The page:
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I am having my cinder block party wall insulated with stick-on panels. The property is a two story terraced house, and it has been recommended to insulate the void from floorboard to ceiling between joists to a depth of 1m from the wall. An overviewshows the layout of the entire project if you wish to see the context.

The relevant part for this question is the following diagram showing the joists, and in order, images of the joist hanger and baton between joists obtained via an endoscope.

Floor void Upper end of hanger Bottomof hanger with ceiling baton

Notes:

  • The floorboards extend continuously under the internal wall separating Study and Bedroom. It is preferable to insulate without lifting the boards.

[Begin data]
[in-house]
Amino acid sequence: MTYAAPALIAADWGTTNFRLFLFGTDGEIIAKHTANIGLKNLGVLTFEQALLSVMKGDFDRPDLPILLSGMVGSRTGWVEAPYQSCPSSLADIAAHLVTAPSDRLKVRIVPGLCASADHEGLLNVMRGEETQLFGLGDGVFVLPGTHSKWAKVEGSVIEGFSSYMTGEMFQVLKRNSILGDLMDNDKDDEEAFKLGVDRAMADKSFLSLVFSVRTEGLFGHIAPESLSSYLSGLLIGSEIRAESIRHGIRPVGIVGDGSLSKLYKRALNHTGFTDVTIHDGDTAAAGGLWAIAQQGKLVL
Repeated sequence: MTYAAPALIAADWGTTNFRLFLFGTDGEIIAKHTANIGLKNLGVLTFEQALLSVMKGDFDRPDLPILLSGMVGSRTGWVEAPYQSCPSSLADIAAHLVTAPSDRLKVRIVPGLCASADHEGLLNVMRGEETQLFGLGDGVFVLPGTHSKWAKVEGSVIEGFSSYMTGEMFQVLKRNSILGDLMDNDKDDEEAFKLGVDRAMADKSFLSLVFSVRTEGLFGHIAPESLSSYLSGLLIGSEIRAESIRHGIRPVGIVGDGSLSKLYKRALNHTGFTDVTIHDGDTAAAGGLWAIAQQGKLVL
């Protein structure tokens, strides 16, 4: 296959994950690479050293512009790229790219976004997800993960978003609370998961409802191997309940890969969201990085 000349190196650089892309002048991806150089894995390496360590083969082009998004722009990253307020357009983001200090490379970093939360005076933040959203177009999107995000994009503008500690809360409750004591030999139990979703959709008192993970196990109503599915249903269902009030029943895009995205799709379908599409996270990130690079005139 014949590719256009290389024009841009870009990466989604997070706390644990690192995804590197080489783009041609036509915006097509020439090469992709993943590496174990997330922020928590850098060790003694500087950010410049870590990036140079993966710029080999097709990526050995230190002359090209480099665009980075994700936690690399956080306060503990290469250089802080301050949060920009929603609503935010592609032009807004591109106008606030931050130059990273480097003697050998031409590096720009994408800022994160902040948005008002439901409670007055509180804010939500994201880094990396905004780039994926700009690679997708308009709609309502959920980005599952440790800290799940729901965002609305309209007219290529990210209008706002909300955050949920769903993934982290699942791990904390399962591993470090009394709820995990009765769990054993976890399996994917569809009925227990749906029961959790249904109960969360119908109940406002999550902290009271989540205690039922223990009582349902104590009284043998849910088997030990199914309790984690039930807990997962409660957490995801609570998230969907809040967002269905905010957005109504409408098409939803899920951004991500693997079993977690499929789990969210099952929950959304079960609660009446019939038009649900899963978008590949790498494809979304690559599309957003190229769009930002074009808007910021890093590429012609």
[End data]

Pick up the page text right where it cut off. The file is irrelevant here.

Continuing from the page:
• The top end of the hanger protrudes above the joist and appears to curl over towards the brick face. This suggests it is embedded in the mortar between rows. The image also shows the bottom edge of the skirting board which seemed to have the same metallic colour as the hanger, so at first it looked like a metal rail.
  • There is a lot of rubble on the ceiling, making it not clearly visible. The ceiling appears to be nailed to a baton spanning two joists. A probe with the endoscope did not reveal any other batons in the void between two joists.

The internal wall separating study and bedroom has been built on top of the floorboards making them difficult to lift. The floorboards are sanded, varnished pine, and so I am exploring the idea of filling the void with spray foam.

The recommended density for a mineral wool insulation is 45 - 60 kg/m3. I have found one spray foam product (Icynene) with a density of 35 - 40 kg/m3.

Would this density be effective in reducing noise transmission from wall to joists and ceiling?

  • Hello, and welcome to Home Improvement. Your diagram page is great, but it's best if the critical info is here; would you add a few diagrams to your actual question? And, you should probably take our tour so you'll know how best to participate here. – Daniel Griscom Sep 5 at 22:17